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Tacit Knowledge Transfer in Training and the Inherent Limitations of Using Quantitative Measures
Amy Rosellini, Suliman Hawamdeh
University of North Texas, USA
The greatest challenge for many organizations today is not the acquisition, organization and storage of information, but rather the ability to transform such information into useful knowledge as well as the application and measurement of it. This paper discusses effective knowledge transfer in a training environment and the inherent limitations in using only quantitative measures as a tool of knowledge transfer measurement. By examining the measurement tool of a major U.S.-based airline, this study identifies disparity in peer and observer behavior assessment to understand other important factors that impact the measurement of knowledge transfer.
Data to Knowledge in Action: A Longitudinal Analysis of GenBank Metadata
Jeff Hemsley, Jian Qin, Sarah E. Bratt
Syracuse University, USA
Studies typically use publication-based authorship data to study the relationships between collaboration networks and knowledge diffusion. However, collaboration in research often starts long before publication with data production efforts. In this project we ask how does collaboration in data production networks affect and contribute to knowledge diffusion, as represented by patents, another form of knowledge diffusion. We drew our data from the meta-data associated with genetic sequence records stored in the National Institutes of Health's GenBank database. After constructing networks for each year and aggregating summary statistics, regressions were used to test a number of hypotheses. Key among our findings is that data production team size is positively related to the number of patents each year. Also, when actors on average have more links, we tend to see more patents. Our study makes a contribution in the area of science of science by highlighting the important role of data production in the diffusion of knowledge as measured by patents.
9:30am - 9:40am ID: 281 / PS-12: 3 Short Papers Topics: Archives; Data Curation; and Preservation Keywords: knowledge engineering, provenance, knowledge representation, systems analysis, geological informatics
Adapting Research Process Models for the Design of Knowledge Engineering Applications
Donald A. Keefer, Karen M. Wickett
University of Illinois at Urbana-Champaign, USA
To design knowledge bases that effectively address the desired reasoning goals, knowledge engineering requires a detailed description of information flow throughout the targeted reasoning processes. Most existing technologies for workflow modeling do not provide sufficient detail for projects where cognitive reasoning and field- or lab-based data collection are important components. Research Process Modeling (RPM) was developed to support curation and data lifecycle needs, providing user-targeted documentation on processes, agents, and artifacts within research projects that include both computational and field- or lab-based processes. We demonstrate the use of RPM to support the design of a knowledge engineering application within 3-D geologic mapping, by documenting and describing information flow through a complex research project involving field-, computation-, and cognitive process-generated data. The results demonstrate necessary modifications to the Research Processing Modeling approach, and the value that RPM provides for describing information flow to support the design of complex knowledge engineering applications.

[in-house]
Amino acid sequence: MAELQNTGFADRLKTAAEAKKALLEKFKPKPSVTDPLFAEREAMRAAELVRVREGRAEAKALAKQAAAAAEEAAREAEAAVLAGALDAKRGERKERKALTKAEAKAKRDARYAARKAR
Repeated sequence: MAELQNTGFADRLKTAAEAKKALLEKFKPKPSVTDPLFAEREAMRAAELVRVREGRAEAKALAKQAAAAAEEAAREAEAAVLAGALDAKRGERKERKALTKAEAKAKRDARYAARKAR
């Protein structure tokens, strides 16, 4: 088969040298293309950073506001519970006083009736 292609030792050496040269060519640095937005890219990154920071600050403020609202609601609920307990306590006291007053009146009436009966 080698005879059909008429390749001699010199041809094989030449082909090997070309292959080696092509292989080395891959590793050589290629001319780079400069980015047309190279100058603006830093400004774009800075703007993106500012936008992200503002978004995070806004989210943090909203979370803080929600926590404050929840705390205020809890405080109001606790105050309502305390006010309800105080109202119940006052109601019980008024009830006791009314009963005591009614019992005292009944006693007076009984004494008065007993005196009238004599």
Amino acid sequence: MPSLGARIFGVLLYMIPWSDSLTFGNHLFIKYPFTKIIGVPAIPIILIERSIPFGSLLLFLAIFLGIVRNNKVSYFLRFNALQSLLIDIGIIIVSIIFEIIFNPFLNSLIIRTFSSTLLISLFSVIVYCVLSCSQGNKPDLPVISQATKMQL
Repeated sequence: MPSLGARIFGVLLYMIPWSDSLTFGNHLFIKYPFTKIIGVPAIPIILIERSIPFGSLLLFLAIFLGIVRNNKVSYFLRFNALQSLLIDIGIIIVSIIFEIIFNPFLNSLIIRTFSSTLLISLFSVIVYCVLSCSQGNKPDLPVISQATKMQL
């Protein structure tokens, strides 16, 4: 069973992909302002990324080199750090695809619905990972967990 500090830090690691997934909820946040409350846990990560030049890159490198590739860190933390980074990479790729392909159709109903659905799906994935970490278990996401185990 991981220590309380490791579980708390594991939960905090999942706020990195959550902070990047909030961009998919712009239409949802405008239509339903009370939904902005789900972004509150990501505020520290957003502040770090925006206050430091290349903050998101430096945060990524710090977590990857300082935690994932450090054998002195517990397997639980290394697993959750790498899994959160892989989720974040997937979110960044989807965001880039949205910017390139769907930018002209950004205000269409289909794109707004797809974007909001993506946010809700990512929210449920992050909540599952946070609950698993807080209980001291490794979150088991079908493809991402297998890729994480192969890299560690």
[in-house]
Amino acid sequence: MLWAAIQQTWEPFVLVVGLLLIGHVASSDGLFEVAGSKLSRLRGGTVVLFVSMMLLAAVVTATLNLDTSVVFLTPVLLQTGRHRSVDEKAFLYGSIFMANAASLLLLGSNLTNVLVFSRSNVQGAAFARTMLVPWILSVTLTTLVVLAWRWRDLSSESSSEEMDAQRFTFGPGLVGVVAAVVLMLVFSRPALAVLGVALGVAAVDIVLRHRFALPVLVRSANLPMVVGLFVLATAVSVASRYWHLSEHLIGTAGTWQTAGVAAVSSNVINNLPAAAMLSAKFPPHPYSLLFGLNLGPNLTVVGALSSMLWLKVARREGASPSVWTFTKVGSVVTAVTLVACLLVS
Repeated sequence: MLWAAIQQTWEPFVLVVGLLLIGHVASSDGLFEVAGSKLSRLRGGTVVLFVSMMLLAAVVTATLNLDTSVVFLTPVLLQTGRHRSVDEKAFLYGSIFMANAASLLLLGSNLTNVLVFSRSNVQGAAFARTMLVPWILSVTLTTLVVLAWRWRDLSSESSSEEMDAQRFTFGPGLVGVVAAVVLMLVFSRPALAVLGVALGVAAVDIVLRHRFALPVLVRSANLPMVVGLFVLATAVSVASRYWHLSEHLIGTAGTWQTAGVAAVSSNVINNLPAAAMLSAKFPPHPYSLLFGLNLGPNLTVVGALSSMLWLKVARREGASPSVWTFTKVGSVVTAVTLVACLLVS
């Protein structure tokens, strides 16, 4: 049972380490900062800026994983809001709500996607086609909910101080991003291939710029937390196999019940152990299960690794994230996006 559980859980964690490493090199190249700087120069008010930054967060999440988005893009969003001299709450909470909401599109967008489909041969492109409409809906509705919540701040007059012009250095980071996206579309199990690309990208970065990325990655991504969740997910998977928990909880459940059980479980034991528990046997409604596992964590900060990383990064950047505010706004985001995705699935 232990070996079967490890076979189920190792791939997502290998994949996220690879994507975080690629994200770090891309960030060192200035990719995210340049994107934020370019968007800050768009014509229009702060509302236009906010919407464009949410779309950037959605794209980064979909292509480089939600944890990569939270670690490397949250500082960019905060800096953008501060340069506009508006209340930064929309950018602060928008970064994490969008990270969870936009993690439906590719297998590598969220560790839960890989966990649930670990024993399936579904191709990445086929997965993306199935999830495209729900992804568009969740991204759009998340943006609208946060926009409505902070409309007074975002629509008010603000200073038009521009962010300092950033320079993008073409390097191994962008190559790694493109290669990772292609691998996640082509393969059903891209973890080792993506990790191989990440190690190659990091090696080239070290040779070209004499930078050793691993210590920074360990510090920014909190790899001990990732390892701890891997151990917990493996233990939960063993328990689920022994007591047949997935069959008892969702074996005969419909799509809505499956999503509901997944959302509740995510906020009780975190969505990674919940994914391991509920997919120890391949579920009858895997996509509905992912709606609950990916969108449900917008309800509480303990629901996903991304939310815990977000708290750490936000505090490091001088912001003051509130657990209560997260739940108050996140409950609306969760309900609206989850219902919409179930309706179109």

9:40am - 9:50am ID: 353 / PS-12: 4 Short Papers Topics: Human Computer Interaction (HCI) Keywords: Structure research data; human data interaction; user behaviors
Task-Based Human-Structured Research Data Interaction: A Discipline Independent Examination
Fanghui Xiao, Rongqian Ma, Daqing He
University of Pittsburgh, USA
With the development of open data movement, an increasing number of structured research datasets (SRD) are available online due to the successful data infrastructure and the strong demand of sharing data. Yet it lacks a thorough, systematic investigation of researcher-SRD interaction, which is important to understand users’ needs, challenges, and expectations. Our work extends from the current scholarship and proposes a task-based approach to examining how researchers interact with SRD, without considering individual disciplines. This study identifies two types of research tasks, the data-driven tasks and model-driven tasks, and also proposes a framework for researcher-SRD interaction. Our findings will contribute to the research field of human data behaviors.